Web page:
In our latest issue of Consider this,
I noted that last year was a good year for the U.S. dollar
. It was up over 13% versus the Japanese Yen. It was up 12% versus the Euro. It was also up against the British Pound, the South Korean Won, the Canadian Dollar and almost any other major currency one could think to compare it to.1
This was the strongest year for the dollar
since the late '90s. The relatively strong U.S. economy and expectations that the Federal Reserve will raise interest rates in 2015
were primary catalysts.
U.S. dollar investors who owned non-U.S. stocks and bonds experienced a drag in their results due to this strength (when you convert investments from a weakening currency to a strengthening currency, as the investor, you get less in return). But whether a strong U.S. dollar is a good or bad
thing depends on whether you are receiving or spending those dollars.
Who can benefit from a strengthening dollar?
Who can be hurt by the strong U.S. dollar?
- U.S. manufacturers that purchase parts for their production lines from outside the States will likely pay less for these parts based upon the strong dollar. As the cost of manufacturing goes down for U.S. companies, their profit margins will likely go up.
- U.S. citizens traveling outside the States for business or pleasure will benefit because the stronger dollar goes further when purchasing lodging, food, and recreation.
- U.S. citizens who buy foreign goods and services will also see their dollar stretch further as the prices of these items may come down (think automobiles and electronics).
- Non-U.S. companies selling goods and services to the U.S. market can see benefits. Non-U.S. produced merchandise will now be more competitively priced, leading to greater demand and hopefully higher sales.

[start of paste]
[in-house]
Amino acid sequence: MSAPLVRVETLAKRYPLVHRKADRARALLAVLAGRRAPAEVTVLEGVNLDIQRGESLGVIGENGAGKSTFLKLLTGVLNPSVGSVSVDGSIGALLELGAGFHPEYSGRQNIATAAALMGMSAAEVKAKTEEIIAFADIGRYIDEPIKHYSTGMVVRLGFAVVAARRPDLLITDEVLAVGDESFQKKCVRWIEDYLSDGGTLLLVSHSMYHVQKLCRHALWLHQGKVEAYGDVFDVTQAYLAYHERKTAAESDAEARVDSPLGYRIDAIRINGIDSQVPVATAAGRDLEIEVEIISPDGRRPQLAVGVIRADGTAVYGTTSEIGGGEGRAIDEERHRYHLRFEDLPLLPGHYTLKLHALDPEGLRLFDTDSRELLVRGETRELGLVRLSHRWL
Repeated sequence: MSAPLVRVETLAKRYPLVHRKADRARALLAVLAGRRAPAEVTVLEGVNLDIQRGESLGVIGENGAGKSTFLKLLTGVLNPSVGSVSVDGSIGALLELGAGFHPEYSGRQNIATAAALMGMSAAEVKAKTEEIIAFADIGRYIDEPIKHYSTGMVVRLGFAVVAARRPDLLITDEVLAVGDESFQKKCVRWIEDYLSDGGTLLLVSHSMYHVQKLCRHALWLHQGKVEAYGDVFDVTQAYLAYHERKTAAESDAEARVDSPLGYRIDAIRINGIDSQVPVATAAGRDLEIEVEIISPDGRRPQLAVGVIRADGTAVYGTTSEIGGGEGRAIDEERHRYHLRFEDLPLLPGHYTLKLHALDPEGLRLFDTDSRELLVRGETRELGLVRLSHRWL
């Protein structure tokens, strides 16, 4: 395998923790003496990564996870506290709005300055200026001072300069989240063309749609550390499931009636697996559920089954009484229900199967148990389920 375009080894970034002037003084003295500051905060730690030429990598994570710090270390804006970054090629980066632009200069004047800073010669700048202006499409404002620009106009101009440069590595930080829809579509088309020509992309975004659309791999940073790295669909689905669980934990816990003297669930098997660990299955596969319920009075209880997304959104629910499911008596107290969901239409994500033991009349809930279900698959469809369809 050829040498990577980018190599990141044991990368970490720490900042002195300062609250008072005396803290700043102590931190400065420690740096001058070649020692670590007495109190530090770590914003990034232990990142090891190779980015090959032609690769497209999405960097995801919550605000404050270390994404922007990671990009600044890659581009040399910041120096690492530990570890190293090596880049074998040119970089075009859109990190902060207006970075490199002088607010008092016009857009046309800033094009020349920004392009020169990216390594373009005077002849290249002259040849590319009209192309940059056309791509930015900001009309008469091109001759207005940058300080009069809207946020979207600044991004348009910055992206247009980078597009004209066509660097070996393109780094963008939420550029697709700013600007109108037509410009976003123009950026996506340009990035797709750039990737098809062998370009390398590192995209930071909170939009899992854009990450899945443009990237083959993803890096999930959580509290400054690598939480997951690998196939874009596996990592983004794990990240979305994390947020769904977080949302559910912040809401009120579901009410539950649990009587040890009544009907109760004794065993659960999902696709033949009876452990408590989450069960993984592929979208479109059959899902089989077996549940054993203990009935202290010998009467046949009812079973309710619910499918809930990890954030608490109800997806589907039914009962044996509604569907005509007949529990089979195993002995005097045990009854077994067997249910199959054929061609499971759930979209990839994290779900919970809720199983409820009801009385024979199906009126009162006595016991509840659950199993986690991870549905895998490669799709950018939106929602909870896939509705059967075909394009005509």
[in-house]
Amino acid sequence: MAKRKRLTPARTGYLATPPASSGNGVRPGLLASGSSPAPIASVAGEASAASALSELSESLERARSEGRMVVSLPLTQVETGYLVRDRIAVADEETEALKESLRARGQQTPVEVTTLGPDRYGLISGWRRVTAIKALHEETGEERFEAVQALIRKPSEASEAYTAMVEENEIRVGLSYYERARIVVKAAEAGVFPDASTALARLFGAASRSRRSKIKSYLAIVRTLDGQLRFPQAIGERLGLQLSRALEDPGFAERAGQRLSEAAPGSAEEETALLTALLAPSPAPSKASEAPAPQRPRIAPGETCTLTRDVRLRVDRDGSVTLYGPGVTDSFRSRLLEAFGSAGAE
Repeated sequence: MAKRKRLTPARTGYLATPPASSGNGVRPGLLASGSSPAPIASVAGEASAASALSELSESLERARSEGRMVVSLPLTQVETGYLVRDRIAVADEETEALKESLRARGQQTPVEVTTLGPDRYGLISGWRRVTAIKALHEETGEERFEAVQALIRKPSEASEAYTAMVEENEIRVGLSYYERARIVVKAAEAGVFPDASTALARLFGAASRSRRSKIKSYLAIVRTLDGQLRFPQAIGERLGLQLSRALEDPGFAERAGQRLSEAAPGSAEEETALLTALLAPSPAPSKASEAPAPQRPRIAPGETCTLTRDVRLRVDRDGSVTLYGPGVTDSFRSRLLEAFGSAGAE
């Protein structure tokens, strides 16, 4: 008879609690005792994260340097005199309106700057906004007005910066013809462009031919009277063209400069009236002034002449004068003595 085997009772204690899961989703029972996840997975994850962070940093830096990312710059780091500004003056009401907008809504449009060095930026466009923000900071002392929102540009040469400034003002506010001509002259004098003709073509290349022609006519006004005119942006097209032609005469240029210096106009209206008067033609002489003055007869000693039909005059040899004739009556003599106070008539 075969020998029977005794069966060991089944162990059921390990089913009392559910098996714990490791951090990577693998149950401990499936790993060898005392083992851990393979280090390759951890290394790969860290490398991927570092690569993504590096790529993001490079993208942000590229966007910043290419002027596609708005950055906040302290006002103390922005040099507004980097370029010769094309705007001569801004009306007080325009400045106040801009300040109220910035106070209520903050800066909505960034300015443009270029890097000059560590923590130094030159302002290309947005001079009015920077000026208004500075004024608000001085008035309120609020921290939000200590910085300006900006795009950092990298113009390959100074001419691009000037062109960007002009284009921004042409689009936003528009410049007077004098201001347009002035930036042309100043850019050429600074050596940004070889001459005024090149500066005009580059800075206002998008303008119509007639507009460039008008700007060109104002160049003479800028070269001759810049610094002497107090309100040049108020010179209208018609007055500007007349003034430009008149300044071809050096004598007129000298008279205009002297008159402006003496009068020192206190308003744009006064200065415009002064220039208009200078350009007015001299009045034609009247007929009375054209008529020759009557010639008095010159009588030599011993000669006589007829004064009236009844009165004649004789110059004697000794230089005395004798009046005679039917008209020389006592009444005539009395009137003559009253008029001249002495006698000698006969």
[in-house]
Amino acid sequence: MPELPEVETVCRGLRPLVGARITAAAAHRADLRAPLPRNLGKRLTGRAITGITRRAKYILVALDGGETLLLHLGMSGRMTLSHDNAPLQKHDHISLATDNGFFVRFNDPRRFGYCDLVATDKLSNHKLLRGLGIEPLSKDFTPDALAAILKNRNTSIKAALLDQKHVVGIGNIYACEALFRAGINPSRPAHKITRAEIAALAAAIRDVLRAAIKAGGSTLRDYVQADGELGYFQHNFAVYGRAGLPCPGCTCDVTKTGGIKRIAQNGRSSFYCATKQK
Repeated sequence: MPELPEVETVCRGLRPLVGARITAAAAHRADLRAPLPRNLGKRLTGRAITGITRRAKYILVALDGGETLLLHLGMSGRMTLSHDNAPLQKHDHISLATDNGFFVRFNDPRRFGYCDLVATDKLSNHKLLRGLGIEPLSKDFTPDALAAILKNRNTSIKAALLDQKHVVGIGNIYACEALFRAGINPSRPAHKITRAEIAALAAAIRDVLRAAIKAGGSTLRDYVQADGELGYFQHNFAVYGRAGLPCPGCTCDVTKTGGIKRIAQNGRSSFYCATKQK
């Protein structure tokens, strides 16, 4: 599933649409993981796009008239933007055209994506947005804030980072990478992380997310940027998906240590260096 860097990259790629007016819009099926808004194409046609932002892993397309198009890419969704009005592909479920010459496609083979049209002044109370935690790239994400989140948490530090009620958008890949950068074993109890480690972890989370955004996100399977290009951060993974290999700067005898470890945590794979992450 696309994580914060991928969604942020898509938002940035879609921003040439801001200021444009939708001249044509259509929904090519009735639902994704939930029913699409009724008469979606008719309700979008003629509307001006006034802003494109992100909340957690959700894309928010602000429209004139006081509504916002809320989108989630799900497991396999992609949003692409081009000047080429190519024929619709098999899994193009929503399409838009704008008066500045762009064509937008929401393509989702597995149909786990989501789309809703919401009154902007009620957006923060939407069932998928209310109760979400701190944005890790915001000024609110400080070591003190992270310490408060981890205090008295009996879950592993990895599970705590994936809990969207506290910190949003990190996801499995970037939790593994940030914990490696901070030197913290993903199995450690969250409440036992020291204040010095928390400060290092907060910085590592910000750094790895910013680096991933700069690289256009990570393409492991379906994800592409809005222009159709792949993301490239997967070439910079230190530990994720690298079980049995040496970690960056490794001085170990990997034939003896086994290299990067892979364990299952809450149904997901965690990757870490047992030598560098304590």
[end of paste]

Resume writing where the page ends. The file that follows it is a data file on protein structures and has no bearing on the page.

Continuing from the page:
- Non-U.S. investors in the U.S. capital markets stand to benefit, too. In addition to the return that they receive from U.S. stocks and bonds, the additional appreciation of the U.S. dollar versus their home currency can boost their portfolio returns.
- U.S. companies that sell a great deal of their product abroad. The stronger dollar causes a price increase for the U.S. produced goods in the foreign markets, making the products less price competitive and maybe less attractive.
- U.S. dollar investors who invest their portfolios in non-U.S. capital markets. The strong return of the dollar versus the other currencies gets subtracted from the local market returns in stocks and bonds.
- Non-U.S. manufacturers that rely on American-made products/services as part of their business process. The U.S. products/services are now more expensive and will likely reduce profit margins for the company.
While the total impact of these currency influences can be difficult to measure, the impact on investment returns
is a little more straightforward. For instance, for a global equity portfolio (represented by the MSCI World Index) in 2014, the strong dollar caused the U.S. denominated return to trail the local currency return by 5%. This is a significant swing, but it does tend to reverse course and level out over time. The global equity return streams in U.S. dollar and local currency differs by only 30 basis points per year over the last 10 years.
Source: MSCI World Index
The bottom line
The dollar rally had wide implications for global economies and markets in 2014. This became clear when investors translated local returns into U.S. dollar returns. We all know that investors often feel the need to “do something”
when situations like this occur. However, we believe that abandoning an investment plan in the face of short-term volatility is unwise. The dollar’s strength could eventually reverse course. If that happens, investors may be glad they held strong in their convictions.
Source: Factset, New York Board of Trade. The U.S. Dollar Index measures the performance of the U.S. Dollar against a basket of currencies: 57.6% EUR, 13.6% JPY, 11.9% GBP, 9.1% CAD, 3.6% CHF and 4.2% SEK.